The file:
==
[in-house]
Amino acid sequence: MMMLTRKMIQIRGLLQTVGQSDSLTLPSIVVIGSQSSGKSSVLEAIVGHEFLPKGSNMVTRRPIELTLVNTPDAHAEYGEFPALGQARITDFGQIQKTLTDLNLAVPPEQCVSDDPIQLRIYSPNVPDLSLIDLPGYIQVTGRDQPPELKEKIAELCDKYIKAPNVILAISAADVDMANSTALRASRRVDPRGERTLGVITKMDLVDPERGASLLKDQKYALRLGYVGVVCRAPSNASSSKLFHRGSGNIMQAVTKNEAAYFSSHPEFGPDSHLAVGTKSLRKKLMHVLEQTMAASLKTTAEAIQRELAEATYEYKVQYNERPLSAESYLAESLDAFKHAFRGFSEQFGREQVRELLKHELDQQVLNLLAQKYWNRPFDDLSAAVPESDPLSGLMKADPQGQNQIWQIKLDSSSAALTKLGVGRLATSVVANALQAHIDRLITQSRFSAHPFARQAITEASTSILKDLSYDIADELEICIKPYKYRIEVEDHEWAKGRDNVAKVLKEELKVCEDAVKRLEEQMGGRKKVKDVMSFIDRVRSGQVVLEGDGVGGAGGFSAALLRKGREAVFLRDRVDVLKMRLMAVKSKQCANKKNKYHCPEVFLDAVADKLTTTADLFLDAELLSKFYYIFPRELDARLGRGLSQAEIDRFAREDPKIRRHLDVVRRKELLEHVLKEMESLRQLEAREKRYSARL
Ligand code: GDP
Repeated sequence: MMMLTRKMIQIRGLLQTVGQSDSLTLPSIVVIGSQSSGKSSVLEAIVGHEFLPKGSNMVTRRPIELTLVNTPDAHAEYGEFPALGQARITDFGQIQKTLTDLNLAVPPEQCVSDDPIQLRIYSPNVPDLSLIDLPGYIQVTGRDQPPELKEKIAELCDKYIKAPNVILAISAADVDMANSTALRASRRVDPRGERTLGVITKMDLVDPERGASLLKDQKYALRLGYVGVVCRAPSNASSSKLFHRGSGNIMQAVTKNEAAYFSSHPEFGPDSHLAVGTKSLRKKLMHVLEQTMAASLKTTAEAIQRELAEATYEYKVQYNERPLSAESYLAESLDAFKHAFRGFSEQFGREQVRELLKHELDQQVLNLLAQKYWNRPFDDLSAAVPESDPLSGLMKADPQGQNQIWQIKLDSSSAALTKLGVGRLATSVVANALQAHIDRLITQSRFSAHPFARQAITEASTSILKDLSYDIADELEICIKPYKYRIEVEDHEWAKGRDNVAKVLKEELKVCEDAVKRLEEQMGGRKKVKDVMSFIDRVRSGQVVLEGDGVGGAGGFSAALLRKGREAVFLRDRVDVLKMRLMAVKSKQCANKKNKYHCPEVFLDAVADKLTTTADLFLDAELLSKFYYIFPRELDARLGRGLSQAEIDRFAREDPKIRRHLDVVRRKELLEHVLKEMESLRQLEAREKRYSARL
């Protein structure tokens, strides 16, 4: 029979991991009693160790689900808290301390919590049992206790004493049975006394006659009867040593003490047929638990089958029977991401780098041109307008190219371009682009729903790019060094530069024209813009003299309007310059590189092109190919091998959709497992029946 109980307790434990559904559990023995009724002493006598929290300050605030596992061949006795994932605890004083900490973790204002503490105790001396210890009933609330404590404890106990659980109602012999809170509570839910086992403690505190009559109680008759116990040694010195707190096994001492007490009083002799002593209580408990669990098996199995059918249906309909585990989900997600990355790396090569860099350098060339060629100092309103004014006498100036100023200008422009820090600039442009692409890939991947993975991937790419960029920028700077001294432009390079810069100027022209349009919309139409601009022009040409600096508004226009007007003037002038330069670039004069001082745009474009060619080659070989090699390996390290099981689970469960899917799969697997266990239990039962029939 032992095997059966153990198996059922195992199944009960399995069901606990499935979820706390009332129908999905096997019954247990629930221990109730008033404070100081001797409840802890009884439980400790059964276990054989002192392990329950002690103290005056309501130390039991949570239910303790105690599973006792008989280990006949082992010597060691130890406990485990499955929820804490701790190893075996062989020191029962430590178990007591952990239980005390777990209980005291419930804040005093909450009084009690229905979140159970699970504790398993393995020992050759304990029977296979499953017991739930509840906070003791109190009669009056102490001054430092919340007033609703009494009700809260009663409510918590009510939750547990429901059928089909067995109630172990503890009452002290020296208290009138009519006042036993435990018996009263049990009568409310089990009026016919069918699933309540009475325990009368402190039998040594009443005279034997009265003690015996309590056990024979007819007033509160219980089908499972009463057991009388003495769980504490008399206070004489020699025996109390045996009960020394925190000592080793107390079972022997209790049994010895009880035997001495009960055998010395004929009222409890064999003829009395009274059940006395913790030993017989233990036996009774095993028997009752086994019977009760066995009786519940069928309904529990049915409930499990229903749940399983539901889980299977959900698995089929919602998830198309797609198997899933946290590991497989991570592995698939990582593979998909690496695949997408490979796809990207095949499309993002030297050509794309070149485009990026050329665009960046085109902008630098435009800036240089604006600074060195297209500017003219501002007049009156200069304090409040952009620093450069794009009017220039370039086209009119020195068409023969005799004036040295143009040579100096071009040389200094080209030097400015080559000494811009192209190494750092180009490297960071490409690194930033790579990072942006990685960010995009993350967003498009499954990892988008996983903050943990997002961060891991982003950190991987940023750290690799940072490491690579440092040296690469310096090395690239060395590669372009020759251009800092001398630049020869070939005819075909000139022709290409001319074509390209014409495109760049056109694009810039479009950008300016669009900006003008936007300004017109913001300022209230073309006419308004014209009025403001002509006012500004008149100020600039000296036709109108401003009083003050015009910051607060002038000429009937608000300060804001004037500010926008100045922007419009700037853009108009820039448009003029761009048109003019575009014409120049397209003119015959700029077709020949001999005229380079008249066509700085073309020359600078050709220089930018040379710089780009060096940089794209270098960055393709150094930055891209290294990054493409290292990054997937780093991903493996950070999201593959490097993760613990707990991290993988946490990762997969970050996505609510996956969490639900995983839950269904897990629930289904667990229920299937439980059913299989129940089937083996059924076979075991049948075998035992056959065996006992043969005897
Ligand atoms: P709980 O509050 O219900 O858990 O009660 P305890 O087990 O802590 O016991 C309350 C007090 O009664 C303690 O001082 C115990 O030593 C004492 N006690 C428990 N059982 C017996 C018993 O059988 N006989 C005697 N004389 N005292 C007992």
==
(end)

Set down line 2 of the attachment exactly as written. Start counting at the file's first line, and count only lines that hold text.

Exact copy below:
Amino acid sequence: MMMLTRKMIQIRGLLQTVGQSDSLTLPSIVVIGSQSSGKSSVLEAIVGHEFLPKGSNMVTRRPIELTLVNTPDAHAEYGEFPALGQARITDFGQIQKTLTDLNLAVPPEQCVSDDPIQLRIYSPNVPDLSLIDLPGYIQVTGRDQPPELKEKIAELCDKYIKAPNVILAISAADVDMANSTALRASRRVDPRGERTLGVITKMDLVDPERGASLLKDQKYALRLGYVGVVCRAPSNASSSKLFHRGSGNIMQAVTKNEAAYFSSHPEFGPDSHLAVGTKSLRKKLMHVLEQTMAASLKTTAEAIQRELAEATYEYKVQYNERPLSAESYLAESLDAFKHAFRGFSEQFGREQVRELLKHELDQQVLNLLAQKYWNRPFDDLSAAVPESDPLSGLMKADPQGQNQIWQIKLDSSSAALTKLGVGRLATSVVANALQAHIDRLITQSRFSAHPFARQAITEASTSILKDLSYDIADELEICIKPYKYRIEVEDHEWAKGRDNVAKVLKEELKVCEDAVKRLEEQMGGRKKVKDVMSFIDRVRSGQVVLEGDGVGGAGGFSAALLRKGREAVFLRDRVDVLKMRLMAVKSKQCANKKNKYHCPEVFLDAVADKLTTTADLFLDAELLSKFYYIFPRELDARLGRGLSQAEIDRFAREDPKIRRHLDVVRRKELLEHVLKEMESLRQLEAREKRYSARL